A note published in the conservative website Alef in Tehran has speculated about why Iran’s traditionally leftist student movement is no longer anti-American.
The note entitled "The movement which is no longer a movement," published on the Student Day, December 7, argued that like all student movements in the world Iran's students have also been idealist and anti-imperialist. They were always anti-American, particularly during the events of 1953 when three Tehran University students were killed by the police when they demonstrated against the visit of then-US Vice President Richard Nixon. They also revealed their opposition to the United States in November 1979 when Islamic students seized the US embassy in Tehran and took American hostages for 444 days.
However, the short article went on to argue that the student protests in June 1999, against the Islamic Republic’s suppressive measures, marked a change in the narrative of the student movement. Instead of being anti-West, the protests were aimed at the fundamentalist and totalitarian nature of the Islamic regime and supported ideas such as liberalism, feminism and pluralism as a reform movement was dawning in the country.
The violent crackdown on that protest and ten years later in 2009 against a rigged presidential election, totally changed the face of Iran's student movement as its leaders came under pressure in prison and others fled the country and gradually forgot about the student movement and what it stood for.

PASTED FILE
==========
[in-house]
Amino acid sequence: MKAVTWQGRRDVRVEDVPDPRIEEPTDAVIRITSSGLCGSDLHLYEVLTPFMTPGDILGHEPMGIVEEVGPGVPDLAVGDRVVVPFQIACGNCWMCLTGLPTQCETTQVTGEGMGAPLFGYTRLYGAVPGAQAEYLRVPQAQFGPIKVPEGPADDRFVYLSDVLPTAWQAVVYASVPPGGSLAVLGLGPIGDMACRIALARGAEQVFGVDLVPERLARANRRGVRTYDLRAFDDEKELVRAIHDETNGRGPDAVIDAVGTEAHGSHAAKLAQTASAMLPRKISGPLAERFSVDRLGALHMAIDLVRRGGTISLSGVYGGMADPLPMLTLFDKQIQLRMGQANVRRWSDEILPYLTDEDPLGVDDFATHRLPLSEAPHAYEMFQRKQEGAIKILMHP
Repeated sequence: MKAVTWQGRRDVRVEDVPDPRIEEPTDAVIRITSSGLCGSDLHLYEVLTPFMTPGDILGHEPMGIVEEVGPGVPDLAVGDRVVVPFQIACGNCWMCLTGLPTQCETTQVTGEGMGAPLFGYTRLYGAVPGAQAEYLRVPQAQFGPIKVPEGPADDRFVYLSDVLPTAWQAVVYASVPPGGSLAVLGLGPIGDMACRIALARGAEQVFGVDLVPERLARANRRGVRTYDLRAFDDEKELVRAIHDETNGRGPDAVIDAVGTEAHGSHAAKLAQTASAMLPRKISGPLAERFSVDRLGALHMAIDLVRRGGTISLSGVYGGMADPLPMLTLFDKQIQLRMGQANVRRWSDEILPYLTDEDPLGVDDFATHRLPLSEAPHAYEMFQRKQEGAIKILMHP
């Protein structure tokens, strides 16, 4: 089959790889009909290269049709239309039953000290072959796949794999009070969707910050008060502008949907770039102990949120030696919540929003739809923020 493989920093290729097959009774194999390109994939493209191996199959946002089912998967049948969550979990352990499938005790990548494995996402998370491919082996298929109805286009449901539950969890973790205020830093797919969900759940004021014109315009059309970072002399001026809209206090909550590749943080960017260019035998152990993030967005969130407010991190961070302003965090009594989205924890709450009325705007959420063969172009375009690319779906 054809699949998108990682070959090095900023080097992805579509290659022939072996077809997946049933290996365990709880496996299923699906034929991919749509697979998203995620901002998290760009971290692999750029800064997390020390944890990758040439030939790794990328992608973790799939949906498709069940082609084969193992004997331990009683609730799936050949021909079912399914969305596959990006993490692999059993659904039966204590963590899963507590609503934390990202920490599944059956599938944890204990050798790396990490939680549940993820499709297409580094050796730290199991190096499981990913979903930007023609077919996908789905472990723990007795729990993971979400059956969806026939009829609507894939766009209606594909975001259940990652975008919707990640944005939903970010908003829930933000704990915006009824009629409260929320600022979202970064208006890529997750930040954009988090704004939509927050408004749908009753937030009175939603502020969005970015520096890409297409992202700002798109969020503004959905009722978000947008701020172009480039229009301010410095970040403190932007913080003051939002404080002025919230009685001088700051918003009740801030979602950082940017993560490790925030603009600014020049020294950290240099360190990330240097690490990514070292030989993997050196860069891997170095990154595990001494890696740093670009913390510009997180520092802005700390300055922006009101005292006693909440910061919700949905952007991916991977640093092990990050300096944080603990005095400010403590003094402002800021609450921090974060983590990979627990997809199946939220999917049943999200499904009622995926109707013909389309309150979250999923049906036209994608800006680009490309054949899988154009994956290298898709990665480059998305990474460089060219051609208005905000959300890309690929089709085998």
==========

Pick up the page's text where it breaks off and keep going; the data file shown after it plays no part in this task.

Readers commented under the article that Islamic Republic’s anti-Americanism and the anti-Western ideologies have prevented Iran’s progress in recent decades.
The editors of the website felt obliged to publish a new article, trying to defend why they had printed a report saying that students were no longer anti-West.
The new article quoted Iranian scholars such as Sadeq Zibakalam and Abdolhossein Khosrowpanah to prove that anti-Americanism has its roots in Communism but did not elaborate why anti-Americanism is the focal point in the ideas and speeches of Supreme Leader Ali Khamenei.
A vivid example of how students and the youth have changed their political perspectives emerged this week, when President Ebrahim Raisi visited the Sharif University of Technology in Tehran.
One leading student, Mohammad Hossein Bayat addressed him by saying, “You got elected in the least competitive election in the history of the Islamic Republic, with the lowest rate of voter participation,” and warned, “We are speaking to you not as a president elected with the free vote of the people in a free election. We are speaking to you as a representative of the ruling system.” No mention of America or the West, as if the young man knew where exactly the country's problems were.
This squarely contradicted Khamenei’s constant anti-Western remarks that signal to his followers to chant “Death to America” and vow not to directly negotiate with “the great satan”.
Bayat also told Raisi that he represents a ruling system which “in the past 40 years has not opened a path for the progress of the people, despite the revolutionary ideals of freedom and justice.”